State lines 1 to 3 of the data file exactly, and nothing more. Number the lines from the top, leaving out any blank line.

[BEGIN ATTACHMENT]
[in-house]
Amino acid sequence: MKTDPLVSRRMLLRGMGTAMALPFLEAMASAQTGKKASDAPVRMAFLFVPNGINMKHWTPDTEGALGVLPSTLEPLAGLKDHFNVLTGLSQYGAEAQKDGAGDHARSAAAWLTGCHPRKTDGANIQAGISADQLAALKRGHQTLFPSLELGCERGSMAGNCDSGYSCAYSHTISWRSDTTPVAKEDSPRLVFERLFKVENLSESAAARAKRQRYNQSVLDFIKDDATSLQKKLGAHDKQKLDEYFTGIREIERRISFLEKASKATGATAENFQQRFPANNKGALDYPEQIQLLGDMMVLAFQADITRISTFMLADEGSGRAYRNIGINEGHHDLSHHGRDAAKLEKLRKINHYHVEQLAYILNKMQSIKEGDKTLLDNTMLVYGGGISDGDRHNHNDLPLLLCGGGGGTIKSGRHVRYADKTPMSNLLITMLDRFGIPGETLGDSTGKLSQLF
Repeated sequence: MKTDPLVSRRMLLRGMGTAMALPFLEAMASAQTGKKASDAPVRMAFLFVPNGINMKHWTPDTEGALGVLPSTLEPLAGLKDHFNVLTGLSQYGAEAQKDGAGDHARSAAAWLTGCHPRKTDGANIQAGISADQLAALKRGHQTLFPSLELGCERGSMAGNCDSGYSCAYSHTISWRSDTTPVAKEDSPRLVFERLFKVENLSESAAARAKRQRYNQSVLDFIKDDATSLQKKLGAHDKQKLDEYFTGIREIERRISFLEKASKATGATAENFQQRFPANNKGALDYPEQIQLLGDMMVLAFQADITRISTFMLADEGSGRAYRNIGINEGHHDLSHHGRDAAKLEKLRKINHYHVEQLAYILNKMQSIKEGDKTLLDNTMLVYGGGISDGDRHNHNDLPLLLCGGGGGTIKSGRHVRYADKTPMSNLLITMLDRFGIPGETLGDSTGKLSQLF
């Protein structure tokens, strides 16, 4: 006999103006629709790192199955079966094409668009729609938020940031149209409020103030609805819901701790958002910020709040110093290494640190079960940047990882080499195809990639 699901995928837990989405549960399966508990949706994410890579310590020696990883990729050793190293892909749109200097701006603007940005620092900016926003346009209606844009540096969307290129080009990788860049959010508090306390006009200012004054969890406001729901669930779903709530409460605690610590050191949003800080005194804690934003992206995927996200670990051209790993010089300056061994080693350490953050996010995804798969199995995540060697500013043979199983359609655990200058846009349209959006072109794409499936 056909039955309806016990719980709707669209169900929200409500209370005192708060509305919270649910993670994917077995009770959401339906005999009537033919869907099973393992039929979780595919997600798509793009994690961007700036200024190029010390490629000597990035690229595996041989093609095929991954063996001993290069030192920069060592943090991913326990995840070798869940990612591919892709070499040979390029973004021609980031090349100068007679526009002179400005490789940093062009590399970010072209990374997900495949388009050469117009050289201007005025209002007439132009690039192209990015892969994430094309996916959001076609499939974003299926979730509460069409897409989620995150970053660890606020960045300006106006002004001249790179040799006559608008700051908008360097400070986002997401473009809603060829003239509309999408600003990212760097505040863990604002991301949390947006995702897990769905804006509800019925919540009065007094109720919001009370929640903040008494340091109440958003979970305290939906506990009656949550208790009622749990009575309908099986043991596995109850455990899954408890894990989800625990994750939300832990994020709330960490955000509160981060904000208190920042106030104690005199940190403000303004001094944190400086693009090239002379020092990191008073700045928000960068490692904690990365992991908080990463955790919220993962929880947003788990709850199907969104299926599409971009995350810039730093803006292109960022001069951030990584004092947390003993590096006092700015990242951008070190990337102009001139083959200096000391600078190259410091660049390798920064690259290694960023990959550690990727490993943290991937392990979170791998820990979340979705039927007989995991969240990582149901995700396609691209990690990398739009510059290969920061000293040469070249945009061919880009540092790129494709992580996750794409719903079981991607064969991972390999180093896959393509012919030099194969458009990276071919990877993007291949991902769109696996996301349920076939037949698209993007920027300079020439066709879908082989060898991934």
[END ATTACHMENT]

[in-house]
Amino acid sequence: MKTDPLVSRRMLLRGMGTAMALPFLEAMASAQTGKKASDAPVRMAFLFVPNGINMKHWTPDTEGALGVLPSTLEPLAGLKDHFNVLTGLSQYGAEAQKDGAGDHARSAAAWLTGCHPRKTDGANIQAGISADQLAALKRGHQTLFPSLELGCERGSMAGNCDSGYSCAYSHTISWRSDTTPVAKEDSPRLVFERLFKVENLSESAAARAKRQRYNQSVLDFIKDDATSLQKKLGAHDKQKLDEYFTGIREIERRISFLEKASKATGATAENFQQRFPANNKGALDYPEQIQLLGDMMVLAFQADITRISTFMLADEGSGRAYRNIGINEGHHDLSHHGRDAAKLEKLRKINHYHVEQLAYILNKMQSIKEGDKTLLDNTMLVYGGGISDGDRHNHNDLPLLLCGGGGGTIKSGRHVRYADKTPMSNLLITMLDRFGIPGETLGDSTGKLSQLF
Repeated sequence: MKTDPLVSRRMLLRGMGTAMALPFLEAMASAQTGKKASDAPVRMAFLFVPNGINMKHWTPDTEGALGVLPSTLEPLAGLKDHFNVLTGLSQYGAEAQKDGAGDHARSAAAWLTGCHPRKTDGANIQAGISADQLAALKRGHQTLFPSLELGCERGSMAGNCDSGYSCAYSHTISWRSDTTPVAKEDSPRLVFERLFKVENLSESAAARAKRQRYNQSVLDFIKDDATSLQKKLGAHDKQKLDEYFTGIREIERRISFLEKASKATGATAENFQQRFPANNKGALDYPEQIQLLGDMMVLAFQADITRISTFMLADEGSGRAYRNIGINEGHHDLSHHGRDAAKLEKLRKINHYHVEQLAYILNKMQSIKEGDKTLLDNTMLVYGGGISDGDRHNHNDLPLLLCGGGGGTIKSGRHVRYADKTPMSNLLITMLDRFGIPGETLGDSTGKLSQLF